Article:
Leadership and Social Change
According to John C. Maxwell, one needs to discover and implement life choices that will take them beyond their talent. In order for a leader to be successful, he/she has to be effective in leading his/her team to think strategically, innovatively, and sustainably.
About eleven years ago I started my leadership journey with a team of young people and we were all charged with the responsibility to organize the Rotary West African Peace Caravan by, the West African Youth Network (WAYN). The Caravan was designed to promote peace at the grassroots level in four countries across West Africa: Guinea, Ivory Coast, Liberia and Sierra Leone.
I met Richelieu Allison, Executive Director of WAYN, at the Liberian-Sierra Leonean border. According to him, he saw a passion in me for peace. With his words of support, I, along with a team of other young people, engaged in a three-day training of trainers’ workshop, participated in a peace caravan, led and inspired young peace builders engaged in remote towns and villages across the four countries to promote peace and regional collaborations.
Growing up, I had always been passionate about developing my leadership skills. This passion led me to join the UN Radio to become a team lead and a child broadcaster. Later, I became more interested and started asking some tough questions related to what is leadership from the African perspective in comparison to that of the Western perspective. It has come to my understanding that leadership is about giving, listening and encouraging. One has to first listen in order to lead effectively. Today, Africa, a continent with a robust youth population, still faces a leadership challenge. Many times, leaders tend to forget that if you cannot swallow your personal pride, succeeding at leadership will rest as a dream unrealized. Many in leadership positions on the African continent maintain the popular belief that popularity is leadership. Their perspective is that a good leader’s goal is to increase his/her followers’ motivation to achieve his/her personal interests.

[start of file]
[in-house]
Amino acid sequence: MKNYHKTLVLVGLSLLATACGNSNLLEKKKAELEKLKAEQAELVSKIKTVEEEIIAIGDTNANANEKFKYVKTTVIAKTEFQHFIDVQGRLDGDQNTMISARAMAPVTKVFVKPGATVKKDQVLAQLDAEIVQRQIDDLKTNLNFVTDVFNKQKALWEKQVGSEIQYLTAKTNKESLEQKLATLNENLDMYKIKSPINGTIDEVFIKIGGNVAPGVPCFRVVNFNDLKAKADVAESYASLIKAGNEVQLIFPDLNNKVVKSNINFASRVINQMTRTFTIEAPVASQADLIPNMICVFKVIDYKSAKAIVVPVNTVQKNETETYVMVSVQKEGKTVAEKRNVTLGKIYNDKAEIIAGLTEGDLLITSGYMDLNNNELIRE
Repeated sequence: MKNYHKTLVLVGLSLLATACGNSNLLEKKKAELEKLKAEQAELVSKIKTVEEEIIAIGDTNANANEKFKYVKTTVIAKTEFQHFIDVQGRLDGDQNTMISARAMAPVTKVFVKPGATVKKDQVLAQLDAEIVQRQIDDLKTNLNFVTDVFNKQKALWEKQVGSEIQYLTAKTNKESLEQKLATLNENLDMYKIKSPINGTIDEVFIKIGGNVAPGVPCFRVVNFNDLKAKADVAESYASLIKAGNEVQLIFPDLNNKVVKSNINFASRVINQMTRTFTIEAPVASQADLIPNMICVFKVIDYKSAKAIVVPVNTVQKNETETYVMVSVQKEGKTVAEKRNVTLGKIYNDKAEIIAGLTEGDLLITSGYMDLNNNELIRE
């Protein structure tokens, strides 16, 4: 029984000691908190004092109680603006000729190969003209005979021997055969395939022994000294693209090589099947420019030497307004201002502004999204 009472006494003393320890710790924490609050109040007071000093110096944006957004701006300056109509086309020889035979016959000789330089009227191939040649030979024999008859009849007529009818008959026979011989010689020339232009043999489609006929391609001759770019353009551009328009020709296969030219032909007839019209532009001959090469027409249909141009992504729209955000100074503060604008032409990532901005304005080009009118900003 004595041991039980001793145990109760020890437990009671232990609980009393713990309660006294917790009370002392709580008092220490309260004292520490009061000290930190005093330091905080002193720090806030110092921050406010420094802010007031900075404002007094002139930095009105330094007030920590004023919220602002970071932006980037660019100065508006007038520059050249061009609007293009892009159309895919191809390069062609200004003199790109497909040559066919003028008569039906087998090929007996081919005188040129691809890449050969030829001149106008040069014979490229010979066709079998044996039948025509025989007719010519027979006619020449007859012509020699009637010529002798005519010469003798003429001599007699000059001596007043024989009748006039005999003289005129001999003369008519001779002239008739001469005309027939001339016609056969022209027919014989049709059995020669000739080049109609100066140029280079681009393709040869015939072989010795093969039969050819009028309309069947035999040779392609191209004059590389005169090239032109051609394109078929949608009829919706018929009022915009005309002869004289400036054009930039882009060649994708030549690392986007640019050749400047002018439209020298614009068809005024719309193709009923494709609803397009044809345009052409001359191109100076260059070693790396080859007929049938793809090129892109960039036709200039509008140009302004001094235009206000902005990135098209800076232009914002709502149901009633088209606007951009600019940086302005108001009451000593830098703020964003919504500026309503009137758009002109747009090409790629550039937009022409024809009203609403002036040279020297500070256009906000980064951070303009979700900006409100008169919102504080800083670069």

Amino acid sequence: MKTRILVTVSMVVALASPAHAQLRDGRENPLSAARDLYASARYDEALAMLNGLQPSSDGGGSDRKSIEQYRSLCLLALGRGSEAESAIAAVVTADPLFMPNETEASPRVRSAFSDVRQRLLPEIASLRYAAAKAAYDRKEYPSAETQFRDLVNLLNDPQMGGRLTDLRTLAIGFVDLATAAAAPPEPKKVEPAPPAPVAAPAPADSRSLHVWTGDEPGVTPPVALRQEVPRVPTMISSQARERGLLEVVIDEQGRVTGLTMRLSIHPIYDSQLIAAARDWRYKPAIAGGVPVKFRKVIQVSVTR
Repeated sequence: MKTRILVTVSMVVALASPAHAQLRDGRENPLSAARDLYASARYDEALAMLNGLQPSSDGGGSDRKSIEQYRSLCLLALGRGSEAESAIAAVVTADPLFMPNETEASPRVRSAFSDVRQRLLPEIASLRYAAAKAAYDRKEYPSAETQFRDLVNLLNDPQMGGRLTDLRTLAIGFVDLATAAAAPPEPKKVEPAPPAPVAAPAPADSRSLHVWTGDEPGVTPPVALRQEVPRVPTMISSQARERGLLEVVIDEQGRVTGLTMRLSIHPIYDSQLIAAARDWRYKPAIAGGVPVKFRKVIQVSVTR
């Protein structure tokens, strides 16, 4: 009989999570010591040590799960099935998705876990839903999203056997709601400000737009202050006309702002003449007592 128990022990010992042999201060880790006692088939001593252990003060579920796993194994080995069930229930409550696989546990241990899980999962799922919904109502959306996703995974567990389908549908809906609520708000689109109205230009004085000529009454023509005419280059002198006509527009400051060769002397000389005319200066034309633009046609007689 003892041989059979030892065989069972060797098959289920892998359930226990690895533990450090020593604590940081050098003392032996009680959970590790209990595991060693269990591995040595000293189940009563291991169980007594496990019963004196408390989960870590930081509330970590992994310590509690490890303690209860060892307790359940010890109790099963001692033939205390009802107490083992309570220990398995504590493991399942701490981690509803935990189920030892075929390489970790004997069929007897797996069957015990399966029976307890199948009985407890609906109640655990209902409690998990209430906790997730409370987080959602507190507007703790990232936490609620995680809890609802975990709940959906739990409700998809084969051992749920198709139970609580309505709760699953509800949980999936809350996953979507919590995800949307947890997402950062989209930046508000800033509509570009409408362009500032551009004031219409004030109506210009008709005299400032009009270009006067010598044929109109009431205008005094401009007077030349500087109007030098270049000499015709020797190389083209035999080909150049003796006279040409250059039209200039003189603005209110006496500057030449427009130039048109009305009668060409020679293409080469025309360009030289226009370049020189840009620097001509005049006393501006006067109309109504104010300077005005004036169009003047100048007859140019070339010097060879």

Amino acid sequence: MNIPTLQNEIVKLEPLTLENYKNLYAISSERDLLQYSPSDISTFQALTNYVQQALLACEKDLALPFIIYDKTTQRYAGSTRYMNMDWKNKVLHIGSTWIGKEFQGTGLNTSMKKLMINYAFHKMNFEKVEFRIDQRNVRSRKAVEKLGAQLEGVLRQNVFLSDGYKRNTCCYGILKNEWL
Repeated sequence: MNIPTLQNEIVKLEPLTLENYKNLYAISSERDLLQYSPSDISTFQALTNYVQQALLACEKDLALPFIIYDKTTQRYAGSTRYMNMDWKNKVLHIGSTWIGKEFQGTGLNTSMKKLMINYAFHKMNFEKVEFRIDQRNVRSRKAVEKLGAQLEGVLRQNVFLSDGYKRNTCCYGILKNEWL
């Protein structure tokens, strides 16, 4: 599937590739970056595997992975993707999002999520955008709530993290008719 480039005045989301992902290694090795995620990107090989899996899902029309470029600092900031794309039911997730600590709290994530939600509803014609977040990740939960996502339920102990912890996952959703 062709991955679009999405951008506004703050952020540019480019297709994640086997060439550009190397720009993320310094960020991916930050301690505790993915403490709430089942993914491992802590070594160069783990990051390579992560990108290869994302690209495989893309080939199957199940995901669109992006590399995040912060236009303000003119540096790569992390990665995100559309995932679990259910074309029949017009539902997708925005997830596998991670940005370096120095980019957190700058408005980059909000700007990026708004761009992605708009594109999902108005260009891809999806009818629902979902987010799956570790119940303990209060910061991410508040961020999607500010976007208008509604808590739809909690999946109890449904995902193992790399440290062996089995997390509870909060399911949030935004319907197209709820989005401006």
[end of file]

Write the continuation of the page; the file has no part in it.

With this in perspective, I hold the belief that Africa is still developing its core of transformational leaders that will motivate, inspire and stimulate innovation that drives positive social change, which I believe should be the focus. In so doing, leaders need to see themselves as social change agents and hold a strong set of values with the intent to motivate – that which remains a farfetched reality in Africa. As Africa evolves as continent for charismatic leadership, it is very important to develop the growth mindset as failures offer opportunity for growth in leadership.
A good leader must at all times understand the everyday reality and must not forget that in leadership your duty is to always remember your vision, values and purpose for positive social change.
As a case study in point, leaders in Liberia should understand how leadership can facilitate social change to impact the general citizenry. Leaders in Liberia should reflect and employ learning to manage citizens’ expectations while ensuring trust and legitimacy. Leadership in Liberia today should evolve into managing expectations by effectively mobilizing social change and engaging their constituencies in the governance process through inclusive and participatory processes to achieve desired collective outcomes. These areas must be considered for a transformed society in the social change context in Liberia; more collaboration, coordination is needed between government, citizens and civil rights groups.
Amos William – Liberia
Rotary Peace Fellow – Class 32